A Balanchine Tribute

(Balanchine arranging Suzanne Farrell’s headpiece for Diamonds, 1966) The New York City Ballet has given us quite a wonderful gift as part of Lincoln Center’s series of streamed events to keep the homebound happy in the absence of live performances. What I used happily to call “the company” has delved into its archive of televised performances of ballets choreographed by the company’s founder, George Balanchine. Unearthed and available on YouTube are: a complete performance of A Midsummer Night’s Dream fromRead more

Identical Cousins

If the Sissi movies are a little too involved and Middle European for your tastes, there are other entertainments that are appropriate to these troubled times. (Indeed, if times were troubled when I wrote the Sissi piece, they’re even more troubled now.) One such entertainment is a frothy trifle from the annals of 1960s television, The Patty Duke Show. The show, all 106 episodes of which are currently available on YouTube (at least at the time of this writing), sprangRead more

Mental Health Awareness

May is Mental Health Awareness Month. One might wonder why such a thing is necessary, and whether there’s much point in donning a green ribbon to show solidarity with the cause. Although I don’t advocate the wearing of ribbons of any color (unless you’re a pig and won first prize at the county fair), this cause is an important one. The simple fact is that far too many people in our society aren’t sufficiently aware of mental health conditions andRead more

No More Mr. Nice Guy

If there is one teacher responsible for my vocation as a writer, that teacher would be the one I had for fifth-grade English, Mrs. Baehr. The amount of things I learned from her in just one year is positively dazzling. She taught me where to put a comma, she drilled the difference between lie and lay into me, encouraged my creative writing talents, taught me the rudiments of public speaking, and, as the faculty member responsible for the Drama Club,Read more

“And with bitter herbs you shall eat it…”

I’m going to take advantage of the extraordinary circumstances this Passover to do something I’ve wanted to do for years: use belgian endive for maror. The sequence of the Passover Seder enjoins us to eat maror (bitter herbs) twice, once dipped in charoset (a paste of apples, nuts and cinnamon), and once sandwiched between two pieces of matzah. (The presence or absence of charoset on the ‘Hillel Sandwich’ is a most interesting topic I’ll reserve for another time.) There areRead more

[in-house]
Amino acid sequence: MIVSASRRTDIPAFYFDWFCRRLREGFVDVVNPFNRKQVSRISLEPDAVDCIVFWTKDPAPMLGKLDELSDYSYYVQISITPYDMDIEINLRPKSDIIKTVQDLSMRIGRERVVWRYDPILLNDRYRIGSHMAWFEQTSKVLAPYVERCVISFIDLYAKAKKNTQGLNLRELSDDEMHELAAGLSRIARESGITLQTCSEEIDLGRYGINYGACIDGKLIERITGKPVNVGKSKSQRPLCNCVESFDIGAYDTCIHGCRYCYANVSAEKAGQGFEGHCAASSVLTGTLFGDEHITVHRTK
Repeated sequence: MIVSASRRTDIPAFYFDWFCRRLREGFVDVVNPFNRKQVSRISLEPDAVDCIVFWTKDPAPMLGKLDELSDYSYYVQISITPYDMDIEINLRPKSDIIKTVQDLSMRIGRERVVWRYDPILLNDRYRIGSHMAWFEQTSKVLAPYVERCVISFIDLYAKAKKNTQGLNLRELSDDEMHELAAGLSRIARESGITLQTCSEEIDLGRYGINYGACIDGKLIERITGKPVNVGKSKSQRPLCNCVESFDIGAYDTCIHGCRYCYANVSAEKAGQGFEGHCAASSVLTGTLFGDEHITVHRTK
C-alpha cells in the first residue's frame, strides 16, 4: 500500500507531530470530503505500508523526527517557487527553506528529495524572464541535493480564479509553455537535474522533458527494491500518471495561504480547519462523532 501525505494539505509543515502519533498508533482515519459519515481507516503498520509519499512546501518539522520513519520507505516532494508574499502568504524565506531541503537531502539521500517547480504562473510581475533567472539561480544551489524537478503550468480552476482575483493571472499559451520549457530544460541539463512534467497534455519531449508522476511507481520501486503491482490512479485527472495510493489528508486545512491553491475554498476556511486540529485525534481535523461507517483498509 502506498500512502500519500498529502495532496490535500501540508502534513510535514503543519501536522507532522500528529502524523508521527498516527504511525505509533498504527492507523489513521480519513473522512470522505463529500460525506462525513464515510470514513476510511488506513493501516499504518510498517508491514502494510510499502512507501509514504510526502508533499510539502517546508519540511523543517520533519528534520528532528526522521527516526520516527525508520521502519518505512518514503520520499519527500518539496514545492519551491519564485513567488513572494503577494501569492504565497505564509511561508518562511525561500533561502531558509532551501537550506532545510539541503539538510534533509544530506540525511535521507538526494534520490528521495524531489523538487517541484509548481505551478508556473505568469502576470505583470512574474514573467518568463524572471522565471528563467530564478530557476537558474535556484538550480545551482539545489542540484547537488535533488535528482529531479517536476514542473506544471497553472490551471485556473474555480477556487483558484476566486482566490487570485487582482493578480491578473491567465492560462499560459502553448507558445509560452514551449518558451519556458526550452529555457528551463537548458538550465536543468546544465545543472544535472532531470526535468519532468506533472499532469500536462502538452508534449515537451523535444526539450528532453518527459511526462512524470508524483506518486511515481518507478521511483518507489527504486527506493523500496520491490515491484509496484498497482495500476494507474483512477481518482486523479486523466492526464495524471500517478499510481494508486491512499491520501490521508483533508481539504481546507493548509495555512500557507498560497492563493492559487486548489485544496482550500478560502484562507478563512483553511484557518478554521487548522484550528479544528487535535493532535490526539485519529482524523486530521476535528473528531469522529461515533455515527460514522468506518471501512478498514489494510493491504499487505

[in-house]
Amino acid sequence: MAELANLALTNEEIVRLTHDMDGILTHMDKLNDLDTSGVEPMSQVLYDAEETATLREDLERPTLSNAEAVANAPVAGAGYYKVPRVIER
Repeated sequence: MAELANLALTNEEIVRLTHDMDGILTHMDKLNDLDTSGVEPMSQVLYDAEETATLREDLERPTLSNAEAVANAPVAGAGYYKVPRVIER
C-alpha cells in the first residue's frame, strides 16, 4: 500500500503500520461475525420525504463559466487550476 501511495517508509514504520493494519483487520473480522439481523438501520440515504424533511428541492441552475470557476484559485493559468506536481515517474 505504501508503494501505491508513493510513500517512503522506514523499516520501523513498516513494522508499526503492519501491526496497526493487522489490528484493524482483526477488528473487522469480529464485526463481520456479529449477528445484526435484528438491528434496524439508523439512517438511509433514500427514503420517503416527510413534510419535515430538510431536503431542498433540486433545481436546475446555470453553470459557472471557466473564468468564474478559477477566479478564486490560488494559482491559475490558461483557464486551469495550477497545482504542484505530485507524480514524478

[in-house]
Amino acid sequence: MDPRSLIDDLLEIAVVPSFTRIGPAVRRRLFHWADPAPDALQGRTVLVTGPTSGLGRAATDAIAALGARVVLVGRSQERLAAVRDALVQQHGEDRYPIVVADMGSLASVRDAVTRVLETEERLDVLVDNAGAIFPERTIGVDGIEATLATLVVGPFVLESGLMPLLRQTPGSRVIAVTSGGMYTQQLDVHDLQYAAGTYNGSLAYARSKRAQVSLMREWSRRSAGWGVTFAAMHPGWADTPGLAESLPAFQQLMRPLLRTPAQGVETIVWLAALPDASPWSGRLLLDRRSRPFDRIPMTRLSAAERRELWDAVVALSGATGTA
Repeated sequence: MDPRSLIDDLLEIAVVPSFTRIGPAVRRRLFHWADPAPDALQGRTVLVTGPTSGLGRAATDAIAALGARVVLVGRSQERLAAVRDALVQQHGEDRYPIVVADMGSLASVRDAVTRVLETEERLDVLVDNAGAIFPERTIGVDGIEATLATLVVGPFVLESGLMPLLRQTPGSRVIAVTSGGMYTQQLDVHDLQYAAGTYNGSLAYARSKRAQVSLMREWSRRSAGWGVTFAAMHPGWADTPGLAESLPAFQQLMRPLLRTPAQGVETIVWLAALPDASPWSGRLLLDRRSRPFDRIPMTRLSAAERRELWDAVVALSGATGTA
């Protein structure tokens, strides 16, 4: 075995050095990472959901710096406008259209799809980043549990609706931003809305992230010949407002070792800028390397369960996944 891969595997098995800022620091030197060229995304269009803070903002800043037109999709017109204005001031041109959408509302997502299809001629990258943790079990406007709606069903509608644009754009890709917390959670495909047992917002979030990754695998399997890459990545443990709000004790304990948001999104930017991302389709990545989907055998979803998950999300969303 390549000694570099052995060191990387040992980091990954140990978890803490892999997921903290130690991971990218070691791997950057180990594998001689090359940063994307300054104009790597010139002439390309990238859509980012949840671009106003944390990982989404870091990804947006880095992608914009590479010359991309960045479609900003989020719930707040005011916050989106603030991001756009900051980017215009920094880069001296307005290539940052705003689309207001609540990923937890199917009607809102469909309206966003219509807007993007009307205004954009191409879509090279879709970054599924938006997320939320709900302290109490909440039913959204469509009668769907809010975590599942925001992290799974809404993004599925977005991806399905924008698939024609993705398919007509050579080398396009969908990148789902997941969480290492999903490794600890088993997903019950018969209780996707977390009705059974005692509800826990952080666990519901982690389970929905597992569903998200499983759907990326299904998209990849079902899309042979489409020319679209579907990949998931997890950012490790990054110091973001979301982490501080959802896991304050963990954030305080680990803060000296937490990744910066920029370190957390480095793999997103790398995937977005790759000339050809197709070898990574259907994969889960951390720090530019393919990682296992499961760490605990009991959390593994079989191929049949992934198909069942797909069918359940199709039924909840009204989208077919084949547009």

Looking for a movie for these troubled times? A movie that makes you feel good and that completely takes you out of the disturbing realities of contemporary life? Look no further than the trilogy of ‘Sissi’ movies made by Ernst Marischka in Vienna between 1955 and 1957, all starring a teenage Romy Schneider as Sissi, i.e. Her Imperial and Royal Majesty, Elisabeth, Empress of Austria and Queen of Hungary, or Sisi for short. For some reason, the movies add aRead more

Beverly Sills: A Listening Guide through the Prime Years (II)

In a previous post, I led the reader through a series of recordings of Beverly Sills, taken from the prime years of her career, 1966 through 1970.  Those selections focused mostly on Mozart and Handel, with small side trips into Rossini and Gounod.  This, the second part of the article, takes the reader/listener from Meyerbeer to Richard Strauss to Donizetti (a complete performance of Lucia di Lammermoor), then back to Handel before winding up with something of a surprise.  Read more

Beverly Sills: A Listening Guide through the Prime Years (I)

From my previous posts about soprano Beverly Sills, the reader has probably inferred that her all-too-brief prime can be pinpointed between September 27, 1966 (the night of her sensational Cleopatra in Handel’s Giulio Cesare) to October 15, 1970 (the night of her first appearance as Elisabetta in Donizetti’s Roberto Devereux.) During those four years, she gave performances that were about as good as any to be heard during the period, one during which Sutherland, Caballé and Scotto were at theirRead more

Baseball on the Radio

Having joined the majority of Dodgers fans in Los Angeles – the ones who have issues with the Dodgers channel – I have found myself in need of an alternate means of following baseball this summer. Turns out you’re not lost without television: there’s actually quite a simple and pleasant way to enjoy a Dodgers game at home. Listen to it on the radio. I’ve listened to Charlie Steiner and Rick Monday plenty of times since I began following baseball,Read more

Ten Little Somethings

Most likely the best known of Agatha Christie’s mystery novels is­­—ah, but there’s the rub: what is it called? For an especially well known novel, the one that ends with the mystery of ten dead bodies and no apparent murderer has gone through three different titles. The play based on the novel has also gone through this retitling process, not always in link-step with the book. These days, in English-speaking countries, the title of the novel in question is AndRead more